Ms. Paulin and the Société brought their respective actions in the Federal Court, where they were successful in obtaining a declaration that s. 20(2) of the Charter did in fact apply to the RCMP. The trial judge, Gauthier J., reasoned that it is “essential to ensure that the provincial government cannot evade its constitutional obligations by assigning a federal institution to maintain order and enforce the law within the province rather than having this done by a municipality or a private entity.” In doing so, she followed the earlier jurisprudence of Blais J. in Canada (Commissioner Official Languages) v Canada (Department of Justice) (2005)2005 FC 1172.

However, the Federal Court of Appeal reversed the lower court’s judgment, holding that the proceedings should have been brought against the province (and therefore in the provincial court) instead of against the RCMP. For Richard C.J., the RCMP’s position as an agent of the government of New Brunswick pursuant to its contract therewith appears to have been determinative. That the RCMP is also a federal institution had no bearing on Richard C.J.’s finding. The reason for this, the Chief Justice explained, is that all agents of the province are conceptually similar: “all are responsible in the same way… [and] the source of [their] responsibility is contractual, not constitutional.” Put differently, when a province delegates powers — even if the entity assuming provincial powers is itself a federal institution and as such bound by the Constitution — it does not confer responsibility for upholding the constitutional principles that govern the delegated power. Underlying Ms. Paulin and the Société’s “misidentification of the court able to hear [their] dispute,” then, was a “failure to identify the party owing the obligation.”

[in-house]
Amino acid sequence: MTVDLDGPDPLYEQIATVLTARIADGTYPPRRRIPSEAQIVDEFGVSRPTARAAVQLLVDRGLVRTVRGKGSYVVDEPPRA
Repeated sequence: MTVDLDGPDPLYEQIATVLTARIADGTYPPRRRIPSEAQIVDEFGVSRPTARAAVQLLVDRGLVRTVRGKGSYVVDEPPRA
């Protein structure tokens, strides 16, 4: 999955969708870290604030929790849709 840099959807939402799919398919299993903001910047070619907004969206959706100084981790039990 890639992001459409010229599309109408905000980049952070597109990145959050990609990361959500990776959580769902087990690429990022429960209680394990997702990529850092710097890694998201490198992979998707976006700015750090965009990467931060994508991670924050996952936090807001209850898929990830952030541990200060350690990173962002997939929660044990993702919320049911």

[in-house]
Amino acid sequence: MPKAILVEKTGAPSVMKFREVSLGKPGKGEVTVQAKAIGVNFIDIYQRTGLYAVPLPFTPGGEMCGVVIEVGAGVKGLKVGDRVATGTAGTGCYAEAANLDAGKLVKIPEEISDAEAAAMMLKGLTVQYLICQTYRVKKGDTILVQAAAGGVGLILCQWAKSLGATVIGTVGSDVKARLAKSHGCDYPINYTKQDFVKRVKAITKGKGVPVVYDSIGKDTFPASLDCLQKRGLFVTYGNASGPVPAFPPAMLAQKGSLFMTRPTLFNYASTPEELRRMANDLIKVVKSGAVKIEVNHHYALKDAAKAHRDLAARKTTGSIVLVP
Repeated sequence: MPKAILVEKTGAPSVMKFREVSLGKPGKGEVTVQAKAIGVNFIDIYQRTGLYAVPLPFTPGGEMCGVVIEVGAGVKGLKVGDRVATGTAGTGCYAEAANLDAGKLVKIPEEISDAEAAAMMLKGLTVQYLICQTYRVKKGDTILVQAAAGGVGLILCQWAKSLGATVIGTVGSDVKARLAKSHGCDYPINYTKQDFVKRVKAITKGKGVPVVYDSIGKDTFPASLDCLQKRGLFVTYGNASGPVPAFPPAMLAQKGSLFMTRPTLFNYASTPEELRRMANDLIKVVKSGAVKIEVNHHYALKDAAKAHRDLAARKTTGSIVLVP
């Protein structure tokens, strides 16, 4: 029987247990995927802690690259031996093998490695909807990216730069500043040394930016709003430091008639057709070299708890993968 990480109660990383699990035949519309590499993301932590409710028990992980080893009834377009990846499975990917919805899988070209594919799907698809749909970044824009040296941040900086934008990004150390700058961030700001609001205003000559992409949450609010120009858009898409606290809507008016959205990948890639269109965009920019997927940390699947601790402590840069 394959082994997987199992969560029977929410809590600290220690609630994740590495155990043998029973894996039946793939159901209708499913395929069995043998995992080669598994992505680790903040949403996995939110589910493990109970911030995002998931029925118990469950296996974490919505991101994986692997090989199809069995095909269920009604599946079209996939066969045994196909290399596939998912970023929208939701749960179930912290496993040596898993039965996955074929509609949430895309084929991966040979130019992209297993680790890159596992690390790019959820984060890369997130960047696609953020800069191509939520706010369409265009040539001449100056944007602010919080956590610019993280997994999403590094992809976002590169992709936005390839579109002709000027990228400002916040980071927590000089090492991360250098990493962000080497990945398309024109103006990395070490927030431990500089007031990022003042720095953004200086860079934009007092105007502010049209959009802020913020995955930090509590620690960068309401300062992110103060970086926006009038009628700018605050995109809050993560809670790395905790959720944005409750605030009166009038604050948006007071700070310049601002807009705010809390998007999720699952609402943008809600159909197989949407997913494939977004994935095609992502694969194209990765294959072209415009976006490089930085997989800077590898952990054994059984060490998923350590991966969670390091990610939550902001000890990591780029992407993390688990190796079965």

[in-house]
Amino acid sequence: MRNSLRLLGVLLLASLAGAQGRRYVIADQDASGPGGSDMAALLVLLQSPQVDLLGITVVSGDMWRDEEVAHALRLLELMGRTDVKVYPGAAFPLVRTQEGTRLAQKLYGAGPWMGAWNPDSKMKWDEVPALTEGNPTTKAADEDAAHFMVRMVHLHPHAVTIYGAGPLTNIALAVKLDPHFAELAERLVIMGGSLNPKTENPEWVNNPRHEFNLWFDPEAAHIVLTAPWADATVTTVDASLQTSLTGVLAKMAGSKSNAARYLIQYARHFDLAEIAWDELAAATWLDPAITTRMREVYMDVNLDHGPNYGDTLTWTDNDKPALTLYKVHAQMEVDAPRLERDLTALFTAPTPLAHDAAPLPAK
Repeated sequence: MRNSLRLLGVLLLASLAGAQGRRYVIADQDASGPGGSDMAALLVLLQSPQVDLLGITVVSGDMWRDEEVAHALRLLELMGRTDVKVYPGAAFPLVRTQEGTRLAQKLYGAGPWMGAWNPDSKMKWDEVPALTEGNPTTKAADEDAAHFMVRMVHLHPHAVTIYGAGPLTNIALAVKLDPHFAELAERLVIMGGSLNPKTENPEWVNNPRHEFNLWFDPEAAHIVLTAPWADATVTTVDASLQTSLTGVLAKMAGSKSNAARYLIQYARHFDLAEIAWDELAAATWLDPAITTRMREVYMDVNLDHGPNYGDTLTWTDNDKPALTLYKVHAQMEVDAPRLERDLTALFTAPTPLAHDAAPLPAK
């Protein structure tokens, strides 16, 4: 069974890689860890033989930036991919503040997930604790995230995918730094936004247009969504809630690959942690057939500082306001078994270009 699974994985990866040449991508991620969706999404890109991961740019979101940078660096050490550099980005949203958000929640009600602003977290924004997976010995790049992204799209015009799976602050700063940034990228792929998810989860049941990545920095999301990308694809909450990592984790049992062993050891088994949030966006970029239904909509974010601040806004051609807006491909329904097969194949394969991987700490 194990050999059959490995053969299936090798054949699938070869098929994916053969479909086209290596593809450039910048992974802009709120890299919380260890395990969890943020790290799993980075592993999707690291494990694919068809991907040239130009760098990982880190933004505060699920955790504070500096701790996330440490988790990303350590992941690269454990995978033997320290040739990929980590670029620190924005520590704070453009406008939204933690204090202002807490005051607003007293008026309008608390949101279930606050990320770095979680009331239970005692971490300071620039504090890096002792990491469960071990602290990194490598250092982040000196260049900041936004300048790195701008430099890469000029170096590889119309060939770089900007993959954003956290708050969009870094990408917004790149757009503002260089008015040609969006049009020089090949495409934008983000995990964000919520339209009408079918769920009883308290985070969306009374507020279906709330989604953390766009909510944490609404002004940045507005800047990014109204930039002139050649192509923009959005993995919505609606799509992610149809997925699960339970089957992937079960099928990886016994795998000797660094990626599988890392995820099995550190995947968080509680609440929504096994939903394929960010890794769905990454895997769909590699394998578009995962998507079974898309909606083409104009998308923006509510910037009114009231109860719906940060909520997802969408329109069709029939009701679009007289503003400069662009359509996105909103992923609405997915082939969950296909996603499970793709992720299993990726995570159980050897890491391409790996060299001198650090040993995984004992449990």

Regardless of whether the Federal Court of Appeal was correct in finding that the RCMP’s obligations are as a party to a contract as opposed to as a federal institution, the court’s conclusion is problematic. It seems to imply that the federal government can contract with provinces to perform services that fall short of Charter requirements, then escape liability on the grounds that the source of its jurisdiction is a delegated provincial power. From a policy standpoint, it would be far more expedient to hold the federal government accountable for the actions of its own institutions, even when they are involved in provincial undertakings. Surely the federal government is in a better position to address a problem related to the RCMP than is the government of New Brunswick.

Whatever the case, it is clear that the federal government has a normative obligation to comply with the Charter irrespective of contextual factors such as whether it is the principal or the agent in a particular situation. In Société des acadiens et acadiennes du Nouveau-Brunswick Inc v Canada, the SCC will have the chance to transform this normative obligation into a legal one.